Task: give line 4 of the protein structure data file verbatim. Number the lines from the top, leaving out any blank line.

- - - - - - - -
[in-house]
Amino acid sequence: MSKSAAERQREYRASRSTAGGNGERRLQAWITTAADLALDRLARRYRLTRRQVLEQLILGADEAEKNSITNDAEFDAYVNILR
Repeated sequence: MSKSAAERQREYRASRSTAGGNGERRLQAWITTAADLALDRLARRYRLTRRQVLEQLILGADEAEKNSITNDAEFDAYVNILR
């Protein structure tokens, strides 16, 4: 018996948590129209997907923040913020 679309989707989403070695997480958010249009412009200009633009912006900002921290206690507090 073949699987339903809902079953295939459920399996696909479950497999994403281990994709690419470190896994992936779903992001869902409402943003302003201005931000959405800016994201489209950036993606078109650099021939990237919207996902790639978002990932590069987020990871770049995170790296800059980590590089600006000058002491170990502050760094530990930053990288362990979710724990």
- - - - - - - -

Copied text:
């Protein structure tokens, strides 16, 4: 018996948590129209997907923040913020 679309989707989403070695997480958010249009412009200009633009912006900002921290206690507090 073949699987339903809902079953295939459920399996696909479950497999994403281990994709690419470190896994992936779903992001869902409402943003302003201005931000959405800016994201489209950036993606078109650099021939990237919207996902790639978002990932590069987020990871770049995170790296800059980590590089600006000058002491170990502050760094530990930053990288362990979710724990």